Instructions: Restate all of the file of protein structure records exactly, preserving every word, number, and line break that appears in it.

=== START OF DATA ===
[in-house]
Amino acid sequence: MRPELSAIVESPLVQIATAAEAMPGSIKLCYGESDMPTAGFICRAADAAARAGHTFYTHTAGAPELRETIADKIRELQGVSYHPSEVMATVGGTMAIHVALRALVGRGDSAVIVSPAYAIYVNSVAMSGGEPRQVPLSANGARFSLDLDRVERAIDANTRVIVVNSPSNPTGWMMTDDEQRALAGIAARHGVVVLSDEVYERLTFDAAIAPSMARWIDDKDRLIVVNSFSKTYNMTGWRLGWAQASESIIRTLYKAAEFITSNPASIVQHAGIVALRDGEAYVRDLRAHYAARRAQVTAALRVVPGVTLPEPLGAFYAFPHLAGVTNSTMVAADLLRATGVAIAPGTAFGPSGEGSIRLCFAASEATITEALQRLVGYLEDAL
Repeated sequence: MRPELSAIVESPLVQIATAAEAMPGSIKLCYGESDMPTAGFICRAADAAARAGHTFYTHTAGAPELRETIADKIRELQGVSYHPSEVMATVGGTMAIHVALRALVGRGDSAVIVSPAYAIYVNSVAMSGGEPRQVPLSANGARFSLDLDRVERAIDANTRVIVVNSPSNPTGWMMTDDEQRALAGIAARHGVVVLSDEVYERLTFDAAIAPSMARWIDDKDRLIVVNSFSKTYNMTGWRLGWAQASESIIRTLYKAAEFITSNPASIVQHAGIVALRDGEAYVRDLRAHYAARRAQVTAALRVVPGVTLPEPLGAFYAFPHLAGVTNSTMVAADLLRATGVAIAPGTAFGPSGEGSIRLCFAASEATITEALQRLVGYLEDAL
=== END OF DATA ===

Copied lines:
[in-house]
Amino acid sequence: MRPELSAIVESPLVQIATAAEAMPGSIKLCYGESDMPTAGFICRAADAAARAGHTFYTHTAGAPELRETIADKIRELQGVSYHPSEVMATVGGTMAIHVALRALVGRGDSAVIVSPAYAIYVNSVAMSGGEPRQVPLSANGARFSLDLDRVERAIDANTRVIVVNSPSNPTGWMMTDDEQRALAGIAARHGVVVLSDEVYERLTFDAAIAPSMARWIDDKDRLIVVNSFSKTYNMTGWRLGWAQASESIIRTLYKAAEFITSNPASIVQHAGIVALRDGEAYVRDLRAHYAARRAQVTAALRVVPGVTLPEPLGAFYAFPHLAGVTNSTMVAADLLRATGVAIAPGTAFGPSGEGSIRLCFAASEATITEALQRLVGYLEDAL
Repeated sequence: MRPELSAIVESPLVQIATAAEAMPGSIKLCYGESDMPTAGFICRAADAAARAGHTFYTHTAGAPELRETIADKIRELQGVSYHPSEVMATVGGTMAIHVALRALVGRGDSAVIVSPAYAIYVNSVAMSGGEPRQVPLSANGARFSLDLDRVERAIDANTRVIVVNSPSNPTGWMMTDDEQRALAGIAARHGVVVLSDEVYERLTFDAAIAPSMARWIDDKDRLIVVNSFSKTYNMTGWRLGWAQASESIIRTLYKAAEFITSNPASIVQHAGIVALRDGEAYVRDLRAHYAARRAQVTAALRVVPGVTLPEPLGAFYAFPHLAGVTNSTMVAADLLRATGVAIAPGTAFGPSGEGSIRLCFAASEATITEALQRLVGYLEDAL